(Last Updated on : 15/07/2013)
Contemporary Indian Sculptors are vocal about the Indian identity and the modus operandi owing to the visual art zone. Contemporary Indian Sculptors have added weights and volumes of work to the domain of Contemporary Indian Sculpture
Sculpture essentially being a public art lays bare the cudgels of modernity, avant-garde expressionistic modes and futuristic ways. While the middle and pre independent era manifested the lack of independence on the part of Indian sculptors, as they were mostly commissioned for work and under quintessential patronage, post liberalization era witnessed the affluent emergence of new array of ideals which was a far cry from the stains of dogma or ideological shackles.
is the Indian-American Sculptor whose contemporaneity in the domain of art has been the key to modern aesthetics. What unfurled as an intercontinental jaunt turned into a lifetime and enduring passion for a culture and a place that has become her adopted domicile, a homeland beyond the limits of time, space and consciousness only to be refuelled by the fuel of inner calling, the artistic life force.
in his youth he became affiliated with the Communist Party of India
, his socialist ideologies influenced the early phases of his artistic career. It was through the active patronage of the Communist Party that he gained entrance to the Government Arts College
. In 1943 he did visual documentation and reporting of the Bengal famine for the Jannayuddha, magazine of the Communist Party. He has over the years used his talents as a graphic artist and sculptor, to express his own personal angst against a socio-political system which breeds acts of violence. Hore started making sculpture in the 1970s. The bronze figurines made by him recalled the agonies of famine and war and symbolized modern Indian art. One of his largest sculptures, Mother and Child was dedicated to the sufferings of the people of Vietnam. In the early 1950s Hore's drawings and his Tebhaga series of woodcuts show how Chinese Socialist Realism and German Expressionism had influenced him. He was also influenced by the robust style of German printmaker Kollwitz and Austrian Expressionist Oskar Kokoschka. His drawings, especially the human figures became simplified.
had shaped himself as an artist while experiencing the West during a period in which British art was changing. Rich imagery and narrative content of Indian art and the highly developed skills of a dedicated sculptor characterize the sculptures of Dhruva
. All his work is not narrative. In some pieces he explores the art making process thereby leading to the inevitable intellectual debate that ensues between artist and viewer, whether implied or expressed. His works vary in style and scale- from small bronze sculptures to monumental works for public spaces which are made of sand, cement, stone and stainless steel. Dhruva Mistry's works ranges from huge public commissions to maquettes and wall reliefs. They have influences from Hinduism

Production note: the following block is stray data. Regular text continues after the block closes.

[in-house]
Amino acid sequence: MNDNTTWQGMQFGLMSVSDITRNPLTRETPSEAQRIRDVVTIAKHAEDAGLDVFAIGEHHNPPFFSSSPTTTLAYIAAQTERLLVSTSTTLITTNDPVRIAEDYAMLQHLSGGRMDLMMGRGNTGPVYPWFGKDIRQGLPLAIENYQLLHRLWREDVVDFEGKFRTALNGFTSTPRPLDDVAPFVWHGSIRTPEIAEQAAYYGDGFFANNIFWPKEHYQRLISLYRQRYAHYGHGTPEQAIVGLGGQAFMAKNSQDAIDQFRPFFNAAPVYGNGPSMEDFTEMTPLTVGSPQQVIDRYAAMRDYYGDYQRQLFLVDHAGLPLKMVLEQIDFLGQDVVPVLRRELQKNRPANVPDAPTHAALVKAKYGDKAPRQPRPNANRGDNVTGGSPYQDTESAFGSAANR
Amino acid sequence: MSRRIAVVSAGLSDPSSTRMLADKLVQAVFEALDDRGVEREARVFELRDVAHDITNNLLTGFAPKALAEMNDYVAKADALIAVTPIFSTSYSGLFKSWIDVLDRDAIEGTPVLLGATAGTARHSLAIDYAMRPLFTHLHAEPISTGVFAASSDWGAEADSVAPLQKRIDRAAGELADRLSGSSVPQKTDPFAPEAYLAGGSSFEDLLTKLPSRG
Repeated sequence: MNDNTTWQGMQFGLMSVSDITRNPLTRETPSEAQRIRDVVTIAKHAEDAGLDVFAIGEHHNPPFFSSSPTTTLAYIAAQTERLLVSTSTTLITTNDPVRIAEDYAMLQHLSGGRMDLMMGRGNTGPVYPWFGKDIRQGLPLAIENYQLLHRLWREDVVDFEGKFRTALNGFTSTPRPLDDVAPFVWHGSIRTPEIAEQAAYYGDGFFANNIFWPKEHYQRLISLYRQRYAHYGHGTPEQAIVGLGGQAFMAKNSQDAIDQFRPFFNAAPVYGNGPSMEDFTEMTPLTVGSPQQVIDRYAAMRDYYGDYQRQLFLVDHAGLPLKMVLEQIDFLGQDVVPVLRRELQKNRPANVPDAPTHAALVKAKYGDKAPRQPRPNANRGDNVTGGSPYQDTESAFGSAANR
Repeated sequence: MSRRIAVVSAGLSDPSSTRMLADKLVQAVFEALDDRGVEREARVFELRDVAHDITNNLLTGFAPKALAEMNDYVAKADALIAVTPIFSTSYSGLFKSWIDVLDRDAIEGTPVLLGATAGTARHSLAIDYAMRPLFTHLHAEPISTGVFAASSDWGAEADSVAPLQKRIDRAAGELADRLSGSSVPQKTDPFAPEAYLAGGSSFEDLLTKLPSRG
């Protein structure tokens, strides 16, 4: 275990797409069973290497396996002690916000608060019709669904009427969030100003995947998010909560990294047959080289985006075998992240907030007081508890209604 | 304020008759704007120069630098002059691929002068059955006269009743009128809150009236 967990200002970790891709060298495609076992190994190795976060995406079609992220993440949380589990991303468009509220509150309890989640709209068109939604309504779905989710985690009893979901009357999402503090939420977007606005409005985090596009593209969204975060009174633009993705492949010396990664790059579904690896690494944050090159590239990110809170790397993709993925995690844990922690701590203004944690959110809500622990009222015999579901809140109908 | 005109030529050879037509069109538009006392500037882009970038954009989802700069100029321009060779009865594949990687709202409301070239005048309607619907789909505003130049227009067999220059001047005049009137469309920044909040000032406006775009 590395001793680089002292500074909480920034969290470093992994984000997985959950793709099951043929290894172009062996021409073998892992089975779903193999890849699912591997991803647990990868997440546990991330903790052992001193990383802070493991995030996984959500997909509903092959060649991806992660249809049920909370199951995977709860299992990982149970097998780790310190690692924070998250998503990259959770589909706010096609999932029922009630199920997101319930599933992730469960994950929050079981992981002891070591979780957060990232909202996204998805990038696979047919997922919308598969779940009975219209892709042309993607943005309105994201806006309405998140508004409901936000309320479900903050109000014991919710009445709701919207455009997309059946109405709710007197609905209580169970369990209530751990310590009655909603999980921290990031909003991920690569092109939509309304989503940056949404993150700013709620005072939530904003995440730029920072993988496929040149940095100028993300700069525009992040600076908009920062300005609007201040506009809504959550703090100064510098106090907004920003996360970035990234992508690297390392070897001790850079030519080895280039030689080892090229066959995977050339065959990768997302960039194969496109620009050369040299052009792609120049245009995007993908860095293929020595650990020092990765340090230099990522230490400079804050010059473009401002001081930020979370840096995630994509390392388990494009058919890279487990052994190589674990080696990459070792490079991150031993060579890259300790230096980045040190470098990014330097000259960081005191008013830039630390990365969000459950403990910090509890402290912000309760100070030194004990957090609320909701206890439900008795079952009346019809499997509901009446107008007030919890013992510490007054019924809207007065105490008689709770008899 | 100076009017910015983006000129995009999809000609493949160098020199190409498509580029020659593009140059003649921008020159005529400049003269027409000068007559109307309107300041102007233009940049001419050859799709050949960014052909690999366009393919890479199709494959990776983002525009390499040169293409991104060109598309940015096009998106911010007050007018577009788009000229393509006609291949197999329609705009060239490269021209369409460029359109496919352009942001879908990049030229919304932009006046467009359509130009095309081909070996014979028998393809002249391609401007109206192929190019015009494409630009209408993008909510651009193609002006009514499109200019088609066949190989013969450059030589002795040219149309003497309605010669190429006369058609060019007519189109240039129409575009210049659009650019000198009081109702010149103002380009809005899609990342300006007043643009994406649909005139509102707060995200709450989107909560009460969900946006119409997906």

and West - Egyptian and Cycladic art and European traditions of figurative sculpture. His works are conceptual.
Mistry's work reflects individual curiosity and interest. He explored art in a variety of media like drawing, painting, etching, dry point, digital works, photography, and sculpture in various materials. Mistry works with scale and quality of forms, concepts and materials as a sculptor. His works reveal intrinsic appeal and perceptual beauty of the form. Mistry is inspired from civilizations and cultures like Indian, Chinese, Assyrian, Egyptian, Greek, European Mayan, Oceanic, and African, tribal, folk, old, new and modern. Mistry has created symbolic works with a religious background that evoke the Indian tradition. His approach represents a quest for subconscious archetypes which are shared by different ethnic groups. The special qualities that distinguish Mistry's work - a combination of refined mysteriousness, vulgar popular taste, and traditional sensuality. His method of synthesizing allusions to previous art work is relevant today amid doubts about the concept of originality. Mistry's effort to achieve a universal language as a mode of artistic expression while deeply probing his own ethnicity represents an extremely timely global subject.
has been centred on the human figure and their conditions. Initially her works in India were cast in plaster and gradually she moved towards working in clay, which was then fired. She adds colour carefully usually working it into the body of the clay. Female form and issues surrounding the female role within the family and in society are the recurring themes in Trupti Patel's sculptures. Her upbringing in Africa and India has endowed her with insights which have been endorsed by her exposure to changing Western values. Her way of working in clay is sensuous and sensitive. Her works have certain calmness as well as a contrasting world of cruelty, pain and hurt which is inevitable.